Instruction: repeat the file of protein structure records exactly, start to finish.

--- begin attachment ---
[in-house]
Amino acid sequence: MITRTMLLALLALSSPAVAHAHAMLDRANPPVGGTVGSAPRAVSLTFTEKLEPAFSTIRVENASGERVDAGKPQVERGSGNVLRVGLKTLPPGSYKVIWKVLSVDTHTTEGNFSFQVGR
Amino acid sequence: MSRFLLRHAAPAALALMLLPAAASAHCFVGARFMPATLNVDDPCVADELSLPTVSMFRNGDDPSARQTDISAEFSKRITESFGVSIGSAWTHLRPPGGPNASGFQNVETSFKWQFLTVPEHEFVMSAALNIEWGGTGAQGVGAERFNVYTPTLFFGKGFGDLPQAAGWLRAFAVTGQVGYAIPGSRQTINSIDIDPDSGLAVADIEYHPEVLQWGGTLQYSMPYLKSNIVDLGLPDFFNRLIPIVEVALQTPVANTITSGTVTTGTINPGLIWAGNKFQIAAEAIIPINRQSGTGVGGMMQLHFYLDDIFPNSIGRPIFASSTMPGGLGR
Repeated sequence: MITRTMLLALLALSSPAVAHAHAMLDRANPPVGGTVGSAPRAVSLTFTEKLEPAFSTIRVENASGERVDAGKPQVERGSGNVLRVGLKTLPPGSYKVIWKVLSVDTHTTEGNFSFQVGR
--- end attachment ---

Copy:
[in-house]
Amino acid sequence: MITRTMLLALLALSSPAVAHAHAMLDRANPPVGGTVGSAPRAVSLTFTEKLEPAFSTIRVENASGERVDAGKPQVERGSGNVLRVGLKTLPPGSYKVIWKVLSVDTHTTEGNFSFQVGR
Amino acid sequence: MSRFLLRHAAPAALALMLLPAAASAHCFVGARFMPATLNVDDPCVADELSLPTVSMFRNGDDPSARQTDISAEFSKRITESFGVSIGSAWTHLRPPGGPNASGFQNVETSFKWQFLTVPEHEFVMSAALNIEWGGTGAQGVGAERFNVYTPTLFFGKGFGDLPQAAGWLRAFAVTGQVGYAIPGSRQTINSIDIDPDSGLAVADIEYHPEVLQWGGTLQYSMPYLKSNIVDLGLPDFFNRLIPIVEVALQTPVANTITSGTVTTGTINPGLIWAGNKFQIAAEAIIPINRQSGTGVGGMMQLHFYLDDIFPNSIGRPIFASSTMPGGLGR
Repeated sequence: MITRTMLLALLALSSPAVAHAHAMLDRANPPVGGTVGSAPRAVSLTFTEKLEPAFSTIRVENASGERVDAGKPQVERGSGNVLRVGLKTLPPGSYKVIWKVLSVDTHTTEGNFSFQVGR